Veterinarian, GAO call for reform of animal welfare, slaughterhouse standards at USDA


A USDA veterinarian delivers explosive testimony about slaughterhouse practices.


-- A USDA veterinarian delivered explosive testimony yesterday about illegal slaughterhouse practices in the United States.

Dr. Dean Wyatt, an FSIS supervisory public health veterinarian, told the U.S. House Oversight and Government Reform Committee, "I truly believe that the USDA inspector is the only advocate animals have in slaughter plants. When we turn our backs on the helpless, when we fail to speak on behalf of the voiceless, when we tolerate animal abuse and suffering, then the moral compass of a just and compassionate society is gone."

Protected under federal whistleblower laws, Wyatt's testimony recounted numerous instances when upper-level FSIS management simply looked the other way when food safety and humane handling laws where broken.

Wyatt described what he called egregious incidents of animal abuse including stabbing of conscious live pigs while shackled, multiple shockings and beatings of downed calves and cattle, among others.

FSIS management, Wyatt contends, told him, on many occasions, to "drastically cut back" the amount of time he was spending on humane handling enforcement."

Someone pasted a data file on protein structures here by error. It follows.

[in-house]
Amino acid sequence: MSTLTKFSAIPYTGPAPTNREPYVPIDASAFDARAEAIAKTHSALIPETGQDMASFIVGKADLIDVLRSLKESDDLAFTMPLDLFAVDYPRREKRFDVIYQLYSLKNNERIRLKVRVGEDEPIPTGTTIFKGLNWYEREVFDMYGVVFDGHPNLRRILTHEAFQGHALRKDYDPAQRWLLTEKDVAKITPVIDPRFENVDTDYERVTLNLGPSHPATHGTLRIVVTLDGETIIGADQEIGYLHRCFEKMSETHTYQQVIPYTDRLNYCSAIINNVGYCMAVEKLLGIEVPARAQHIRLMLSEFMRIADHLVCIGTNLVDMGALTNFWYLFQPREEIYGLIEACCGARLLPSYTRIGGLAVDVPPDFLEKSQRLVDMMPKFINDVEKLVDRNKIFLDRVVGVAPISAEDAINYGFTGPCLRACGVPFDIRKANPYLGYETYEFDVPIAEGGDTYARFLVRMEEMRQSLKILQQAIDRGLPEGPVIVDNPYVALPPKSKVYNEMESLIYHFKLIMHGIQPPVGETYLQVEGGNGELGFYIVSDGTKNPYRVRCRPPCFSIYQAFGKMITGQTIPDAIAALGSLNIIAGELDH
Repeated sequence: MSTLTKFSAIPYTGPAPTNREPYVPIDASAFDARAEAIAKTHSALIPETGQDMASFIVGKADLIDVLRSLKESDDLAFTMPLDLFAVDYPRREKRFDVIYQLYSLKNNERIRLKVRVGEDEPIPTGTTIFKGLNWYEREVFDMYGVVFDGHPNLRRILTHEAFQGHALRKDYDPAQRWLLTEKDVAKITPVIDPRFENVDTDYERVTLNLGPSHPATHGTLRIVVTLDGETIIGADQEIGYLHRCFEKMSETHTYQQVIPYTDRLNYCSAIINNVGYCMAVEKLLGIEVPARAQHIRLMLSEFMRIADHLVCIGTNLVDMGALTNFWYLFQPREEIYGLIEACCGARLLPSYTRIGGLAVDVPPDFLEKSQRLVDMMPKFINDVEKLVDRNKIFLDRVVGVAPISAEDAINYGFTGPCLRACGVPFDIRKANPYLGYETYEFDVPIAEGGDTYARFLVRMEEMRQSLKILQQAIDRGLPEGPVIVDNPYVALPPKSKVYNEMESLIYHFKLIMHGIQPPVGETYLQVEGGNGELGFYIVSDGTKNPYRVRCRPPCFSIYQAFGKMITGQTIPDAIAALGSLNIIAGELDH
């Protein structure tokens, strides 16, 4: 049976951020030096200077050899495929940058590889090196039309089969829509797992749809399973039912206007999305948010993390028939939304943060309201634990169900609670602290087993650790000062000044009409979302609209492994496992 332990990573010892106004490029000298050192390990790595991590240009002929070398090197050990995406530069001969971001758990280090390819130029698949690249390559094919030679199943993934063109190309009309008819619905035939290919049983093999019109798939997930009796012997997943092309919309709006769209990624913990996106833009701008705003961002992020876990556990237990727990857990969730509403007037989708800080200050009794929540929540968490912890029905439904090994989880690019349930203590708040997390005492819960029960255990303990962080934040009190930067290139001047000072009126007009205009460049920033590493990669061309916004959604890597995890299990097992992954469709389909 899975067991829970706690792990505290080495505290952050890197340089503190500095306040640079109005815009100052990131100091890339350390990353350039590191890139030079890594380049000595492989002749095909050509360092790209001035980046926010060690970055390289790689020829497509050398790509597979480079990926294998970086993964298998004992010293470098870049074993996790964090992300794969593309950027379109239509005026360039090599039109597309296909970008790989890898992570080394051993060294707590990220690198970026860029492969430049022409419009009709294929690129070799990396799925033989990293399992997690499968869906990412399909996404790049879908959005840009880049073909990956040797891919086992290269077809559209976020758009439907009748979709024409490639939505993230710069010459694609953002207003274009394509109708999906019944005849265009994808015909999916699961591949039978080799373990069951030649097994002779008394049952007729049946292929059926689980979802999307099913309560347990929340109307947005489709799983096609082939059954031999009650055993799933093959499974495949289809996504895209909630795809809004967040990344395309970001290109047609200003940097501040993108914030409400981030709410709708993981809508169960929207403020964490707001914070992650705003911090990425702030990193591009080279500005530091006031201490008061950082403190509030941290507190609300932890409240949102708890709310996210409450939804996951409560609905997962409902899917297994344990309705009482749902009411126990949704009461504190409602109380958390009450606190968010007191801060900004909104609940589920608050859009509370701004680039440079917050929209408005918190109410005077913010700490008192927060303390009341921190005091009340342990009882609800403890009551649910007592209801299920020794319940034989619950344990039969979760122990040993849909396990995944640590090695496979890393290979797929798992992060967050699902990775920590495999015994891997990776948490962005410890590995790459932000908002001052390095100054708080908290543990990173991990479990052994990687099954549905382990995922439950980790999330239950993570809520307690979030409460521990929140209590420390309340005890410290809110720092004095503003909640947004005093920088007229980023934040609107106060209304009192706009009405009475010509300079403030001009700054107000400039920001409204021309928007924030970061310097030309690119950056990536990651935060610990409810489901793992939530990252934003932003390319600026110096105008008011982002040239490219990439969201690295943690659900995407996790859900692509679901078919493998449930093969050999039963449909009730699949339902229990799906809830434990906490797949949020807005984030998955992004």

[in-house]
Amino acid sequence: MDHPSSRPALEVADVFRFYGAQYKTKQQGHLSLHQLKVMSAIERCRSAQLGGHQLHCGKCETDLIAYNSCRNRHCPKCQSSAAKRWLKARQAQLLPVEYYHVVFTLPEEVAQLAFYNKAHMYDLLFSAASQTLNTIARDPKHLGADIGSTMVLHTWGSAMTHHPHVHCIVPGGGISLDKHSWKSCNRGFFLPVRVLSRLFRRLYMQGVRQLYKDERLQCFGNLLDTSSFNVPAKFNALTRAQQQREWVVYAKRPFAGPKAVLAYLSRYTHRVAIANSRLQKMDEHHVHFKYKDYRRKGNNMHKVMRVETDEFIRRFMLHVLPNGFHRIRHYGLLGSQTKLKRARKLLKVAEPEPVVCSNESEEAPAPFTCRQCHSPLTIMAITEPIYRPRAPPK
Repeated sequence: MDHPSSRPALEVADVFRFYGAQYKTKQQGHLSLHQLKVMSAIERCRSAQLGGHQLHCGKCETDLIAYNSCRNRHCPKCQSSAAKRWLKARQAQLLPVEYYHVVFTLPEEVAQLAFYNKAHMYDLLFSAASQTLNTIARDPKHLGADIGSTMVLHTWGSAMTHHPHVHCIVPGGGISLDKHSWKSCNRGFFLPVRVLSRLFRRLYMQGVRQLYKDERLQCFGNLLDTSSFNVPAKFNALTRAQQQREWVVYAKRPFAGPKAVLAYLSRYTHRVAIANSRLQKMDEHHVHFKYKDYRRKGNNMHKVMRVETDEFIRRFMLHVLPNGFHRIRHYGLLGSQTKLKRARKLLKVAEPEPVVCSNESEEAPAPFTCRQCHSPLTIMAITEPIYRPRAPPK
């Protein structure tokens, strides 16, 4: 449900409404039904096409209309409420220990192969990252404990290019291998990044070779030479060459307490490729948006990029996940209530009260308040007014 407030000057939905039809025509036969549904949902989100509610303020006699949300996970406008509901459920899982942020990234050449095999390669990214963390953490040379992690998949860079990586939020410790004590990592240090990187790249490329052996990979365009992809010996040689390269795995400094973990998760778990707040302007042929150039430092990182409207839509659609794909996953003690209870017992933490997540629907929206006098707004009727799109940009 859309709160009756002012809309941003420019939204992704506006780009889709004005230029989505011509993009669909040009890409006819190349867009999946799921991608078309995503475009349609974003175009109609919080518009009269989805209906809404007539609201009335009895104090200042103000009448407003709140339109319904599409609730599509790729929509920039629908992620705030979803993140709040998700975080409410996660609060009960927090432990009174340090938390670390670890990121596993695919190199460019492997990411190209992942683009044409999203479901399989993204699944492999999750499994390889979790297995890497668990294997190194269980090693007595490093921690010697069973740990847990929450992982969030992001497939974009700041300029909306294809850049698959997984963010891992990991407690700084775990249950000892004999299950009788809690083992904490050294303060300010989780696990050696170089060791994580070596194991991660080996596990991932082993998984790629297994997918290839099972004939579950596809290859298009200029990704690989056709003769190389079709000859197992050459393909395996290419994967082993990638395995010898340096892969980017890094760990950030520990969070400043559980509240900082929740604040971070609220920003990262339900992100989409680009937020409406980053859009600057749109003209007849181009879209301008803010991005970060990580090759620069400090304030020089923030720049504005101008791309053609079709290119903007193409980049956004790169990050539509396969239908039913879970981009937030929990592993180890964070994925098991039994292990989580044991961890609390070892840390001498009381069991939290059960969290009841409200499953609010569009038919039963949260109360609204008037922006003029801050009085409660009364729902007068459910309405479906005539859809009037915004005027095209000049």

Wyatt shutdown Bushway Packing in Vermont three times prior to the release of the now infamous October 2009 undercover video by the Humane Society of the United States documenting animal abuse at the slaughterhouse. The video triggered calls for reform.

Wyatt's testimony is backed up by a just-released GAO report challenging FSIS to improve its enforcement activities in U.S. slaughter plants.

In fact, the GAO report chides FSIS for its inconsistent, lax enforcement of the Humane Methods of Slaughter Act of 1978 and for not having a comprehensive hiring strategy, lack of clarity in guidance and training of inspectors, reports Lisa Shames, director of Natural Resources and Environment for GAO.

Jerold R. Mande, deputy undersecretary for Food Safety of USDA, told the subcommittee, "I want to assure you that we are deeply committed to the humane handling of livestock and to meeting the our obligations to enforce HMSA at federally inspected establishments."FSIS will respond to GAO's report, Mande says, and the department is making a series of improvements to its enforcement of animal-handling practices within slaughter facilities.

Each of FSIS' 15 district offices has a District Veterinary Medical Specialist who serves as an expert on humane handling issues. Their responsibilities include formal reviews of each slaughter plant as well as routine reviews of data. In addition, a slaughter plant cannot operate without a USDA agent on the premises.

When faced with egregious cases of animal abuse, Mande adds, an investigation typically ensues and action is taken, like with Bushway Packing. In fact, Mande contends, FSIS took immediate action in this case which includes an ongoing criminal investigation.

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